America Supports You: Elmo and Friends Entertain, Educate Families
By Cheryl Harrison
Special to American Forces Press Service
FORT SAM HOUSTON, Texas, Aug. 26, 2008 Sesame Workshop, the nonprofit organization behind the program “Sesame Street,” and the United Service Organizations joined forces to bring “The Sesame Street Experience for Military Families” to 43 installations across the country.
Amanda Moran of Military OneSource, helps Kassandra Chavez, 11, and her brother José, 9, put beading kits into a bag Aug. 10, 2008, at Fort Sam Houston, Texas. The table was one of many with giveaways and information at the “Sesame Street Experience.” U.S. Army photo by Cheryl Harrison
(Click photo for screen-resolution image);high-resolution image available.
“The tour travels for four months, and is for military families only,” Kelly Mariska, tour manager, said during the show’s visit here. “The ‘Talk, Listen, Connect’ theme helps kids learn to cope with a deployed parent and how to adapt to a family member being away. Also, it deals with their emotions when that person returns home.”
The free tour held performances here Aug. 10 and 11. The 60-minute experience consisted of a 25-minute mini-show and opportunities for military families to connect with outreach organizations.
Show preparations started with a set-up that involved an extreme makeover. What once looked like an auditorium began to look like something right off Broadway. Spotlights went up, enormous speakers were stacked and tested, and a backdrop was hoisted.
Even the cast and crew’s bus driver went to work hooking up spotlights. Lewis the driver, as he is known, said, “I am the least-hardest-working person here. I only drive the bus, but help out when I can.”
When the scene was finally set, the magic began. Tables were loaded with free information, stickers, magnets and postcards, not to mention twirling toys topped by “Sesame Street” favorite Elmo.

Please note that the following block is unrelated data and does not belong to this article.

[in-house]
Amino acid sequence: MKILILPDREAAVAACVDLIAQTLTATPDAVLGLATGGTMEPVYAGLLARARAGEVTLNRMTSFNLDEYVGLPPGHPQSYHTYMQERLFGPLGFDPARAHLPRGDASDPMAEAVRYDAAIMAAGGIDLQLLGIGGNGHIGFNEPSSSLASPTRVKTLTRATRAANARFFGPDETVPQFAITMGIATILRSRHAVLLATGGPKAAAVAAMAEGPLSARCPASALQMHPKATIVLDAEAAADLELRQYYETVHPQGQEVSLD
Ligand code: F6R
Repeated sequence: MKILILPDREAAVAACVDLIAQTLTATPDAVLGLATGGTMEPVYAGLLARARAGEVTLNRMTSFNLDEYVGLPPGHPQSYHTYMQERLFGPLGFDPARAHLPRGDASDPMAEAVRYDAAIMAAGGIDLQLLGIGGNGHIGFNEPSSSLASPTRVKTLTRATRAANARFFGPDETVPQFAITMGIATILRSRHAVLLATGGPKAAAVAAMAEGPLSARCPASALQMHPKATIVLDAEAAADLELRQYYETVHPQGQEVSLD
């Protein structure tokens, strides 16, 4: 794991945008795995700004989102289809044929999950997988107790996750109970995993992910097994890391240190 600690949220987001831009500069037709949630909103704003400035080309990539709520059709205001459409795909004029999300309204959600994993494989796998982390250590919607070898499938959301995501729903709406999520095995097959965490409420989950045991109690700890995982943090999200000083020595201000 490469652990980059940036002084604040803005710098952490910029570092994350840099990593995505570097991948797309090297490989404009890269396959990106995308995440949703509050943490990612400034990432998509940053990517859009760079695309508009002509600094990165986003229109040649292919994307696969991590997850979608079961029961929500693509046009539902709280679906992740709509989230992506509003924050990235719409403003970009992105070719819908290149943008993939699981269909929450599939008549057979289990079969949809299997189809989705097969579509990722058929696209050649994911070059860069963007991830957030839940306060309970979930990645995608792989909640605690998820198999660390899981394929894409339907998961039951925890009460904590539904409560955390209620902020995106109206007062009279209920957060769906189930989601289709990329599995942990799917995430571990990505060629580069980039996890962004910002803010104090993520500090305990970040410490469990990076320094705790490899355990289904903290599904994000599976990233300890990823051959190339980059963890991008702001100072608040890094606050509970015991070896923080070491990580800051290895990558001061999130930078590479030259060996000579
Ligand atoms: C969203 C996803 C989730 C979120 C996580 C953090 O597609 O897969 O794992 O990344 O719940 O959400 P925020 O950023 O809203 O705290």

As the excitement of the day’s event began to build, the cast began warm-ups to the unforgettable tune of the “Sesame Street” theme.
Antwaun Steele, a St. Louis native, took a few minutes to rest from his warm-up routine.
“I have been with the touring company since 1996. Performing has always been a part of my life, but it is the look on the children’s faces that energizes me,” he said.
Steele, a dancer and performer, leads a double life. The cast and crew know him as Antwaun; the children he entertains know him as Cookie Monster.
Sesame Street fans began lining up outside the building at about noon Aug. 10 for the 3 p.m. show. Once the doors opened, the auditorium filled quickly, and the full house was not disappointed.
The next day’s performance didn’t disappoint the audience, either. More than 600 people -- child development center children, warriors in transition, child care providers, and children with parents, friends and family -- enthusiastically awaited the appearance of their favorite TV characters.
Grover, Zoe, Rosita, Cookie Monster and, of course, Elmo, entertained the wide-eyed children with songs and dances depicting ways to handle their feelings.
“I enjoyed the singing and dancing,” Sandra Salinas said. Salinas’ 3-year-old nephew, Noah Salinas, exclaimed, “I saw Elmo!”
A few teens spotted among the crowd didn’t want to appear too enthusiastic about seeing the furry celebrities. “My mom made me come,” said 13-year-old Marcus Pratter. “I kind of wanted to come, and I kind of didn’t.” Pratter’s buddy, 13-year-old Brodrick Hill, wasn’t as shy about his feelings. “I loved Elmo when I was a little kid,” he said.
Whatever their expectations, the capacity crowds left the auditorium with smiles on their faces.
USO is a supporter of America Supports You, a Defense Department program connecting citizens and companies with servicemembers and their families serving at home and abroad.
(Cheryl Harrison works in the Army Community Services marketing department at Fort Sam Houston.)